Influenza Mortality Rates

Influenza deaths now, throughout history, and across the globe

By: Trends Staff

Flu season, for most Americans, is a normal part of seasonal changes in the colder months. Some may get the seasonal flu vaccine while some may not, but overall, very few of us consider the seriousness of the influenza virus, both throughout human history and today. An article and data feature from Our World in Data demonstrates the true scope of the mortality of influenza. While it may now appear as a common virus that is inconvenient and uncomfortable to catch, influenza is a deadly virus that should be taken seriously. 

Influenza is a respiratory viral infection that is typically seasonal and causes cold-like symptoms. The infection spreads easily without proper sanitation and prevention methods in place. While most who contract influenza will experience mild symptoms and recover, influenza can be severe and deadly. There are several factors that influence the risk of death from influenza.

Age is the most critical factor – as Our World in Data discusses, a 60-year-old is ten times more likely to die of influenza than a 20-year-old. Additionally, as with most contractable diseases, overall health is important to the mortality risk of influenza. Chronic disease, weak immune systems, pregnancy, and other health risk factors can contribute to the deadliness of influenza. Variant strains of influenza can also prove to be more deadly, and the utilization of vaccines can also greatly reduce risk of death, especially for high-risk groups.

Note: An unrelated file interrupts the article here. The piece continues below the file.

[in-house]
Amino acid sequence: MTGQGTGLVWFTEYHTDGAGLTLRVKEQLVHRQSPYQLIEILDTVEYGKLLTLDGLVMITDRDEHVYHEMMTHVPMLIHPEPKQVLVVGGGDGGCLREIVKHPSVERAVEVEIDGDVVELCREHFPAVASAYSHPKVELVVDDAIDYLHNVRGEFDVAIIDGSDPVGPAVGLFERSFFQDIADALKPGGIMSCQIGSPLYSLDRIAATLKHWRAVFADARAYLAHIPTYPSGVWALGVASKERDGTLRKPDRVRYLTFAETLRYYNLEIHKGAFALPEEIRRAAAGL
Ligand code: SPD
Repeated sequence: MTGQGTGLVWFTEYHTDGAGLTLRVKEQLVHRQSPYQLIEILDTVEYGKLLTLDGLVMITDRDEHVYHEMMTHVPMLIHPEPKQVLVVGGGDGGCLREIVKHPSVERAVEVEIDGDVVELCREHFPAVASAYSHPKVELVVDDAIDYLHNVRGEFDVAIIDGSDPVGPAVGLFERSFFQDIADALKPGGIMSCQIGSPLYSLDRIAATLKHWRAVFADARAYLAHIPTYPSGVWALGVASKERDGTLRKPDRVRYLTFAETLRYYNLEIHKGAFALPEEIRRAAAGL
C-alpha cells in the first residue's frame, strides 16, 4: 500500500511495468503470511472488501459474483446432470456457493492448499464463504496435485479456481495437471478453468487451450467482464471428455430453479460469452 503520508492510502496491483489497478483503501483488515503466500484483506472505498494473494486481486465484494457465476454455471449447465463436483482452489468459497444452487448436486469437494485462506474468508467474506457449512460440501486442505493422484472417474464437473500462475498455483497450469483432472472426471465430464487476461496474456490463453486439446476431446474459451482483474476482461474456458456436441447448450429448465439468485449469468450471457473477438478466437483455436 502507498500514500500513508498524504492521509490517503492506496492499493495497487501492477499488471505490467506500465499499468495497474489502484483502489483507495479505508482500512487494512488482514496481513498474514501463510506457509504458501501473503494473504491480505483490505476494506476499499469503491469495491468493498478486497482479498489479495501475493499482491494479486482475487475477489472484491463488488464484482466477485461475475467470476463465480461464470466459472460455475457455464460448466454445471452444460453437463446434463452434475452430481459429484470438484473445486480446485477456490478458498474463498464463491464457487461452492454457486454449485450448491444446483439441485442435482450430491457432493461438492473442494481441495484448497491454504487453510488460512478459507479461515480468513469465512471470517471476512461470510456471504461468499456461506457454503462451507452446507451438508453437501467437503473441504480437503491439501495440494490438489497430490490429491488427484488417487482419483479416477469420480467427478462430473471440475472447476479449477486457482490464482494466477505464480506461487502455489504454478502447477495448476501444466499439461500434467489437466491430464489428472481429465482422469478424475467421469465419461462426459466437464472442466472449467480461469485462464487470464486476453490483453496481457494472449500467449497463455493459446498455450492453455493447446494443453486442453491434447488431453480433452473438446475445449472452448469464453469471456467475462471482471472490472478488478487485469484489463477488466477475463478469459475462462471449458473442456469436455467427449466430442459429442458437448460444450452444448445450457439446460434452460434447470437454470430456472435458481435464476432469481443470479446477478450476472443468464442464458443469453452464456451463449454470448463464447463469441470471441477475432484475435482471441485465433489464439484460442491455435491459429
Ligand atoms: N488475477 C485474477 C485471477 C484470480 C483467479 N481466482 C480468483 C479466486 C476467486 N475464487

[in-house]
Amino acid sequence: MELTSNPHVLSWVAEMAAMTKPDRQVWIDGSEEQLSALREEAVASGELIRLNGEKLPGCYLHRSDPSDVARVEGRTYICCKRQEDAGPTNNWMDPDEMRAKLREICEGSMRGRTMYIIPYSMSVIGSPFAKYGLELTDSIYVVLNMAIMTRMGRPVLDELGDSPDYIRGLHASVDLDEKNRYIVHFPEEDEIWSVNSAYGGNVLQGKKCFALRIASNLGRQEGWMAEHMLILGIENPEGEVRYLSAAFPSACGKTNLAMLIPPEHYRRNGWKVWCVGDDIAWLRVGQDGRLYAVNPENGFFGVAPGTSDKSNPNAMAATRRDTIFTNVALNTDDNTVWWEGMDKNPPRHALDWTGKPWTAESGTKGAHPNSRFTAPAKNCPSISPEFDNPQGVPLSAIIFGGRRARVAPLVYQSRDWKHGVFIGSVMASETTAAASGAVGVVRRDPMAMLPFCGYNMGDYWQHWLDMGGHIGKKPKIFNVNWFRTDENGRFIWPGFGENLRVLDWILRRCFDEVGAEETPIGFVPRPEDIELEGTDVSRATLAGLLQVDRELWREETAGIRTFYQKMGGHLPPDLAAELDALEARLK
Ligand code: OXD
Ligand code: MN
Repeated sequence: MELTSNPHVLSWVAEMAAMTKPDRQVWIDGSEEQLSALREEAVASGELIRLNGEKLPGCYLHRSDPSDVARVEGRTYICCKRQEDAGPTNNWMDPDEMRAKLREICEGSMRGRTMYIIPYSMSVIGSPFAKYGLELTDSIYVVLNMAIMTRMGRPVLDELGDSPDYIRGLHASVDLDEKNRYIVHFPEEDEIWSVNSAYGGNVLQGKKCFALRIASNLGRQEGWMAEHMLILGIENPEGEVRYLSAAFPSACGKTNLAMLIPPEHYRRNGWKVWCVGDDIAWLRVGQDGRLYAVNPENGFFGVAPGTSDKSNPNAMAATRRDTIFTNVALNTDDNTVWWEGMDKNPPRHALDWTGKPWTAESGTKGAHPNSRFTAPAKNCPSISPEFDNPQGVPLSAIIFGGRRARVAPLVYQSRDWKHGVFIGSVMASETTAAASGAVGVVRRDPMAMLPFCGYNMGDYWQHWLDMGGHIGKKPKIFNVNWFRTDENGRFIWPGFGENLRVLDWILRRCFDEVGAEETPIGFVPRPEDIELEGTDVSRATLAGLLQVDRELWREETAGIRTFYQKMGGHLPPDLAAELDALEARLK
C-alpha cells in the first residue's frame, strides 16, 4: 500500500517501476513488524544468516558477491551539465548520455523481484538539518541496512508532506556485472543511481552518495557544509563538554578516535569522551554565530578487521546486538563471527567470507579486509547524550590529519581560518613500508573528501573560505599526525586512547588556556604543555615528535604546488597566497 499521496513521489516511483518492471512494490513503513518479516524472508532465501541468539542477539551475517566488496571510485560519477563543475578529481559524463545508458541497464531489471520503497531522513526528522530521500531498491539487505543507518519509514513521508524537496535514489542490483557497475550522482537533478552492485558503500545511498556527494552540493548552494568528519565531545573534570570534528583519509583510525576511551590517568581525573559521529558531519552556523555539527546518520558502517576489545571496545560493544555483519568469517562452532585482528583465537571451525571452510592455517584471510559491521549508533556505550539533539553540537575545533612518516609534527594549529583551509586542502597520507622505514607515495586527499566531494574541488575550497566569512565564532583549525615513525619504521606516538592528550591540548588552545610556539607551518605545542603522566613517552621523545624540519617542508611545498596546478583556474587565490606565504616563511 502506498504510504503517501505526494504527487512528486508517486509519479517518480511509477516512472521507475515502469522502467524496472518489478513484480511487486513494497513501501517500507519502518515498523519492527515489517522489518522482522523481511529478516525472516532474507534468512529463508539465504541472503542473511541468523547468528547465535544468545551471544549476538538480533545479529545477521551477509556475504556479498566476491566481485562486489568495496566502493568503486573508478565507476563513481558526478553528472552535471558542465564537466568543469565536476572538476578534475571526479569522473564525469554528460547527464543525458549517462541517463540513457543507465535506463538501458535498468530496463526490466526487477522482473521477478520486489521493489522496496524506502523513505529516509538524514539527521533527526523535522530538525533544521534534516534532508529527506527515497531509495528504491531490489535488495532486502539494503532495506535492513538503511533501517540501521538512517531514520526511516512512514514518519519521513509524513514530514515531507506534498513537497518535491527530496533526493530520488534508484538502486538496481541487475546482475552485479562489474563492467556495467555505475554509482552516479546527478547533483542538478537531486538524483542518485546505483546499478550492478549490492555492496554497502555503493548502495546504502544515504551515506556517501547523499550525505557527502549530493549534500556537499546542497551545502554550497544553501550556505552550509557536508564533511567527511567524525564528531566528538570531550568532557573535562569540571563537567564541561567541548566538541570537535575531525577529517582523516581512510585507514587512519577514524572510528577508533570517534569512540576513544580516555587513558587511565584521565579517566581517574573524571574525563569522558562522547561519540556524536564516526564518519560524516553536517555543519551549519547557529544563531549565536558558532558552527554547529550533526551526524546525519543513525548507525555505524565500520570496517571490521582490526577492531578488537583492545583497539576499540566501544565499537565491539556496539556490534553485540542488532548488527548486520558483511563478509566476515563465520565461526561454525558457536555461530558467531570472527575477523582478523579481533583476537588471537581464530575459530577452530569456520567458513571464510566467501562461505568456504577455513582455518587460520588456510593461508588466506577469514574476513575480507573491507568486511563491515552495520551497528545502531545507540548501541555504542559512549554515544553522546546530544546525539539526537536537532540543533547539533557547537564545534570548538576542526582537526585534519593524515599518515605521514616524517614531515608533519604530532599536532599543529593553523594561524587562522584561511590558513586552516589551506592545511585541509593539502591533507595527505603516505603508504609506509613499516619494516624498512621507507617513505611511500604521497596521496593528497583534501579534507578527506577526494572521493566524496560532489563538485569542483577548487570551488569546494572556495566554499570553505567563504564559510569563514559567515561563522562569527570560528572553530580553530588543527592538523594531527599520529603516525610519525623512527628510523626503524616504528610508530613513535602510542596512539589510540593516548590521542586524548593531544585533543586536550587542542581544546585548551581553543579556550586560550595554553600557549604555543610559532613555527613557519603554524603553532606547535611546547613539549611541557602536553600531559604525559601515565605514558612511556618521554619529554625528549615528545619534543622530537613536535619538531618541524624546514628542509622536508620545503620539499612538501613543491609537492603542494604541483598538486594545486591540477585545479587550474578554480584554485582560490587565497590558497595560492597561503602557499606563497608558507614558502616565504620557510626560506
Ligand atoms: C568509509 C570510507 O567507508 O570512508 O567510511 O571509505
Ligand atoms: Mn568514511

Fortunately, influenza is not nearly as deadly as it has been in the past. The average yearly flu season typically causes under half a million deaths worldwide. In the past, influenza viruses have manifested into worldwide deadly pandemics, including the largest influenza pandemic of Spanish Influenza in the early 1900s, which killed a total of 17.4 million people. Influenza mortality has declined greatly over time due to improvements in sanitation, vaccines, and the overall improvement of healthcare that reduces the comorbidities that can increase risk of death from influenza.

It is, nonetheless, critical to address that not all the world shares the advancements that have reduced the mortality of influenza. While Western, wealthier nations have been able to benefit from the advantages of advanced sanitation, healthcare, and vaccines, much of the world continues to struggle for better healthcare, and thus experience a heavier burden during flu seasons. Countries in South America, Africa, and South Asia often have much higher death rates from influenza than countries in Europe and North America. The inequality of healthcare between the developed world and the developing world is illustrated distinctly by disproportionate mortality from influenza.

While influenza is becoming less deadly, it should still be taken seriously as a potentially deadly infection, especially for those at high-risk. Thankfully, there are many things we can do to prevent infection.